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Benjamin Hofmeister avatar

Benjamin Hofmeister

Hi Leanne! Your comment reminded me of a column I wanted to write about shifting goals and purpose (does it change...
I'm not sure) after multiple sclerosis. I haven't gotten my head quite wrapped around it all yet.

Stay strong

Ben

Reply
Catherine avatar

Catherine

Hi from South Africa , I was diagnosed with MS in 2008 . I am still going strong , I battle walking and am falling at least 2x per month. I take chronic meds , vitamins .

Reply
Benjamin Hofmeister avatar

Benjamin Hofmeister

Hi Catherine! Keep going strong, it's the best we can do.

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Tom A. avatar

Tom A.

Well Ben, I was a psychologist. PhD educated, licensed and all, not like some without the education and experience who nevertheless call themselves that. Your background experiences fit the military aspects and you became that, which then fit some of the perspectives you take now. That’s fine. Always good to be aware of who and why you are.

You focus on the captive element of the definition. It is worth noting that there really isn’t anything clinically scientific about the theory for psychologists. It’s kind of a sociological concept which was coined by a psychiatrist. Psychiatrists have little actual psychological training (at least here in the US), but they are an MD. The syndrome is just a catchy idea- becoming friendly with something that is out to get you. In this context of MS, it brings up an interesting split of perspective that you can see people take. Is it coming from outside me- an entity I must fight (EBV for example), or is it part of me (the unique genes I have that turn EBV into a disease for me but not others)? If it’s “a part of me”, maybe it’s something I shouldn’t be fervently hating with disgust? But no one wants to be friends with the thing that’s out to get them. Nevertheless, I lean towards “that”. At some point you shouldn’t really hate yourself fervently, your genes are part of yourself and you’ll need to get as much out of the mix as possible. Some people get MS, but how they come across to others is still important. I would back off a bit on the extreme stuff which seemingly demonstrates one’s angst and toughness in “the fight against MS”. I don’t know why the Cleveland Clinic brought it up and I’m going to play lazy and not look it up.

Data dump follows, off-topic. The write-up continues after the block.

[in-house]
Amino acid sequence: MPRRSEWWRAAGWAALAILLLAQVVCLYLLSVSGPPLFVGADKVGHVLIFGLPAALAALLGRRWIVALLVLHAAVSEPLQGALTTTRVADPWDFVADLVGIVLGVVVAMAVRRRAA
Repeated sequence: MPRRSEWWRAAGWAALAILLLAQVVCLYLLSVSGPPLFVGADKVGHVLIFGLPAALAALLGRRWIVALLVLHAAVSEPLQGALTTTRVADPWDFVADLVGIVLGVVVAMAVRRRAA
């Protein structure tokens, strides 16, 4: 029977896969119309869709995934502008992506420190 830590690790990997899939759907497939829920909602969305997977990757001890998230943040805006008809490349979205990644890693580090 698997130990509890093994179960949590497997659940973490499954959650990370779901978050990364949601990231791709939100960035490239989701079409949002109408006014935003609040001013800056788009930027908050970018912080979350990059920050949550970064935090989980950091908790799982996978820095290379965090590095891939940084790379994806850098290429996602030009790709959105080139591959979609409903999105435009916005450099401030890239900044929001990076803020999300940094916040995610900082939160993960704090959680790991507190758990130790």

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Benjamin Hofmeister avatar

Benjamin Hofmeister

😆 I knew about your background and was really hoping that you'd chime in with a detailed comment. You don’t dissapoint. Thank you!

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Kathy B avatar

Kathy B

Thank-you for your insights, Tom. I have had MS for nearly 30 years now. Just like you, I have my strategies for combatting its limits. I use a walker around my home and an electric scooter (attached by a bar lift to the back of my car).
Those who do not have MS should be wary of attempting to educate those of us with this foul disease.
I do not discuss my disease with my friends and refuse to let them bring up the subject because I have found the visit turns into a so sad to be you" conversation rather than a fun update on how everything is going. I try to find ways to make my life better, and dwelling upon what I can't do is not one of them. Luckily, I am one with a "glass half full outlook."
Unfortunately, I can't currently run a marathon, but I could never run a marathon (only a half marathon).

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David Holzman avatar

David Holzman

My mother had it (my siblings and I were spared). My maternal grandmother, who died well before I was born, had it. A maternal cousin has it. My mother fought it until a stroke led fairly quickly to her death. She had always exercised, and her last 17 years she had an English racing tricycle that was light and relatively easy for her to pedal, although my father had to help her on and off of it. She rode 3000 miles the first, I don't know, maybe 7-8 years she had it, and another 2500 the next 10 years. She swam in summer, and the cold water in the Cape Cod pond enlivened her. She was an intellectually lively companion to my father, and he was devoted to her.
I sure wish we'd known about the benefits of cold water suits and large doses of vitamin D for people with MS when she was still alive.
Now I have a small email list of people with MS to whom I send info. Old habits die hard.